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Tapping into old tech: Typewriters make a comeback 

Analog typewriters faded away from offices years ago, seemingly rendered obsolete by the digital revolution – but a new generation is tapping into the old technology."Now the people using typewriters, they're a different group, and they love their typewriters," says Bill Wahl, a third-generation repairman at the Mesa Typewriter Exchange in Arizona. "In the last few years, I've had more and more

Return of the typewriter?

May 19, 201302:22

Analog typewriters faded away from offices years ago, seemingly rendered obsolete by the digital revolution – but a new generation is tapping into the old technology.

"Now the people using typewriters, they're a different group, and they love their typewriters," says Bill Wahl, a third-generation repairman at the Mesa Typewriter Exchange in Arizona. "In the last few years, I've had more and more interest among younger people."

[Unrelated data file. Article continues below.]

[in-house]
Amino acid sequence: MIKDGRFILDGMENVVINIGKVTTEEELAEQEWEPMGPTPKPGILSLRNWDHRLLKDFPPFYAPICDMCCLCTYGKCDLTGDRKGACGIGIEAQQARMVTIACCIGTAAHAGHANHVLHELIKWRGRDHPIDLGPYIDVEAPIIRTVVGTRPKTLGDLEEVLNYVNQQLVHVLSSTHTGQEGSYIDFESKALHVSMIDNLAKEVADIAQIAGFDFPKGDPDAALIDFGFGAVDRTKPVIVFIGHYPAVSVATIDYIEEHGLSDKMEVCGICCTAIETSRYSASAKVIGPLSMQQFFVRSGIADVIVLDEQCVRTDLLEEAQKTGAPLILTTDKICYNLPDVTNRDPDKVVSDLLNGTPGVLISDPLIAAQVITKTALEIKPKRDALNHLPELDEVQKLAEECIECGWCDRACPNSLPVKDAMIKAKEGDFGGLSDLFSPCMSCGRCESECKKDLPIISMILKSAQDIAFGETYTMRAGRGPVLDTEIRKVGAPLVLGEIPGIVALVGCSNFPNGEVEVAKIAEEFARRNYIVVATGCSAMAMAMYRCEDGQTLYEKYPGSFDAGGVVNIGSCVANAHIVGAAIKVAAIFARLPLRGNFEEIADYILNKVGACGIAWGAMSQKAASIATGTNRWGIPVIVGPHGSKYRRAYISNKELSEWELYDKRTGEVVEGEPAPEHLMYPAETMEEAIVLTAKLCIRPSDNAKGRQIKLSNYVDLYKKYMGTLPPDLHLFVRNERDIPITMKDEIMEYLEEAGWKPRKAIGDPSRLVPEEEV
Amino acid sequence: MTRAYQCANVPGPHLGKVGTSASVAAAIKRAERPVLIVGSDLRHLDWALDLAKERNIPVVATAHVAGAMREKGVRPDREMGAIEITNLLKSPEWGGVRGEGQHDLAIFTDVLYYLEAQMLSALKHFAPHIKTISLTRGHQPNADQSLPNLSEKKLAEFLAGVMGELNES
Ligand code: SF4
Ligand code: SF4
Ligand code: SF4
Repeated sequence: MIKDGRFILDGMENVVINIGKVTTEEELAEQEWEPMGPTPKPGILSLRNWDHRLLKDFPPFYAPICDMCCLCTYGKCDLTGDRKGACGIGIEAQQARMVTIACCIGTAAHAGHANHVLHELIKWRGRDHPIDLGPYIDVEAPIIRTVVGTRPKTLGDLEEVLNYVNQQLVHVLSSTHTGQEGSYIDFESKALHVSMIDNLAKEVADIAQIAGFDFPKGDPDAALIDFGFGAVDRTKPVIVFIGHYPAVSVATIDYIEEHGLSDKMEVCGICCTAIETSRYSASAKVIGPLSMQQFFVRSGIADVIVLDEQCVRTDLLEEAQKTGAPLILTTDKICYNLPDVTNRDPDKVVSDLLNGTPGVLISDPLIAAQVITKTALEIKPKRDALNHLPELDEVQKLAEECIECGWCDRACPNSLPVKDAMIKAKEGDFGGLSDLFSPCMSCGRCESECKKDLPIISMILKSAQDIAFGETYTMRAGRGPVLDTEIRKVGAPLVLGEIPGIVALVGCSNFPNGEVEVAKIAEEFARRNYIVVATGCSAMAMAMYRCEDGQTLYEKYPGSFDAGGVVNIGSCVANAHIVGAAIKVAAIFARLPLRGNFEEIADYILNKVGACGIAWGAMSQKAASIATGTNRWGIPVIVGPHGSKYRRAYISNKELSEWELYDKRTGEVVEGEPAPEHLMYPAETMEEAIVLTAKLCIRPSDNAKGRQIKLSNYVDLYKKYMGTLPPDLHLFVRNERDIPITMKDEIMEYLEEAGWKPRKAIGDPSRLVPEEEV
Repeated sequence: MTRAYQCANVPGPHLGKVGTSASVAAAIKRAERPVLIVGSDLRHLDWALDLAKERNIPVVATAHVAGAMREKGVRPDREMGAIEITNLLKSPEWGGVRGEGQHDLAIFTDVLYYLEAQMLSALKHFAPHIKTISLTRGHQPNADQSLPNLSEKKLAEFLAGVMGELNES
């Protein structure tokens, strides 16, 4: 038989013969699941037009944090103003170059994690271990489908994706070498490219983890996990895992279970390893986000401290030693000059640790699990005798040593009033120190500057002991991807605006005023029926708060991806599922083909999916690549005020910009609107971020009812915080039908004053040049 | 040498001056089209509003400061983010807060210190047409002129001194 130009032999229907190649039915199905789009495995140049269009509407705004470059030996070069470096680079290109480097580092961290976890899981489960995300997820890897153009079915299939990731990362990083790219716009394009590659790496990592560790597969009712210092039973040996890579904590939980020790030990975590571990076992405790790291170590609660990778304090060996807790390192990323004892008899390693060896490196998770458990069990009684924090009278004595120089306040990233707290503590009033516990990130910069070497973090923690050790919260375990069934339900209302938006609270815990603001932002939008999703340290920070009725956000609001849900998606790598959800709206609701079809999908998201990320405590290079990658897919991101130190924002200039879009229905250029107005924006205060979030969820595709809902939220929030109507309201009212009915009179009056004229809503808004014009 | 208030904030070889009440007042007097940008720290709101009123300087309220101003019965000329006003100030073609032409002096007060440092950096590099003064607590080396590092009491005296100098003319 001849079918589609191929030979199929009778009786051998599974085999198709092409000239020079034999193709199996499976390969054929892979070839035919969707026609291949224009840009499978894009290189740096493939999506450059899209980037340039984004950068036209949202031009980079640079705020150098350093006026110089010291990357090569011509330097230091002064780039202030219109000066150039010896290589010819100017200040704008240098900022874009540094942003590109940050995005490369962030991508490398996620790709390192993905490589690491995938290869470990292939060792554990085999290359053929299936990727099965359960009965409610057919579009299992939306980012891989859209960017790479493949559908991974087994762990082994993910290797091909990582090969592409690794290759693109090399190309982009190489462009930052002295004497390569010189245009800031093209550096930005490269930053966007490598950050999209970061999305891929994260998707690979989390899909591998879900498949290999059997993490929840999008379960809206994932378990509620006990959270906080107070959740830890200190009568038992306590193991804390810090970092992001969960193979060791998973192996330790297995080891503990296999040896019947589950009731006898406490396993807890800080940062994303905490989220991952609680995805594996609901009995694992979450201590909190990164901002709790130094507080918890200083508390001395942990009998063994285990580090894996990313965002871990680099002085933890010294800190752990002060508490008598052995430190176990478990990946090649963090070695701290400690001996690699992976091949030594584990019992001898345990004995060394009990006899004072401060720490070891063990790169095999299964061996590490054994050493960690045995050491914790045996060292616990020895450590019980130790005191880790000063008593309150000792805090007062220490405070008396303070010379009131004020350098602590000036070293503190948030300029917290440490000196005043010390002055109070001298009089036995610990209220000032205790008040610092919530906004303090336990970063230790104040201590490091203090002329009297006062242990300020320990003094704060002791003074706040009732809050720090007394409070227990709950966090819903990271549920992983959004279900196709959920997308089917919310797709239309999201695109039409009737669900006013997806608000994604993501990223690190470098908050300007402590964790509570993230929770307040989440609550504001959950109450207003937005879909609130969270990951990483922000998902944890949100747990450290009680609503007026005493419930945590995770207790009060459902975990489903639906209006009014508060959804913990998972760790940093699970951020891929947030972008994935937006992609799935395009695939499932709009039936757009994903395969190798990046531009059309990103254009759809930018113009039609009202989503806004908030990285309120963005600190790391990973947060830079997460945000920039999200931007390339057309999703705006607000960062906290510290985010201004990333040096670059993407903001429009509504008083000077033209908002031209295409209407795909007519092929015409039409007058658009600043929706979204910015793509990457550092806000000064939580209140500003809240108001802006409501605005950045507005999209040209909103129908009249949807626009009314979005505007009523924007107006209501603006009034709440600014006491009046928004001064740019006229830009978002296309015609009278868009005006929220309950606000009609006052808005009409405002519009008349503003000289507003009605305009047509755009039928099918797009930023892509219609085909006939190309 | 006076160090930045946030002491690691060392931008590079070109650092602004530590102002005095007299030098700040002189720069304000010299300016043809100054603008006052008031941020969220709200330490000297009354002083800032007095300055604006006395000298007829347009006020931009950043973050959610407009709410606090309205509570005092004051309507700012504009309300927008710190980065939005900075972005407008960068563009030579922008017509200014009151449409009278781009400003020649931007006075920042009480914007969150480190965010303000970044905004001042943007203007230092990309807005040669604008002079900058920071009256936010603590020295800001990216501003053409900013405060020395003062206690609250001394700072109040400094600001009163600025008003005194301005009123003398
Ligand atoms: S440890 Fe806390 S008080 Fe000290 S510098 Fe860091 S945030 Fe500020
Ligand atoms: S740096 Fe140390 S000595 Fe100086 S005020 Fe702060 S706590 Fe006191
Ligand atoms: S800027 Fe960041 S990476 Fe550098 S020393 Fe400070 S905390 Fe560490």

High-school classes are using the machines as a way to help students concentrate on their communication. High-profile writers are adding a fresh coolness factor to the retro gizmos. Some enthusiasts are even organizing "type-ins" to show off their mad finger skillz.

Watch NBC's Stephanie Gosk take part in a type-off for "Nightly News" – and then hear more about the benefits of typewriters in the classroom, from English teacher Ryan Adney and his students at Alhambra High School in Phoenix: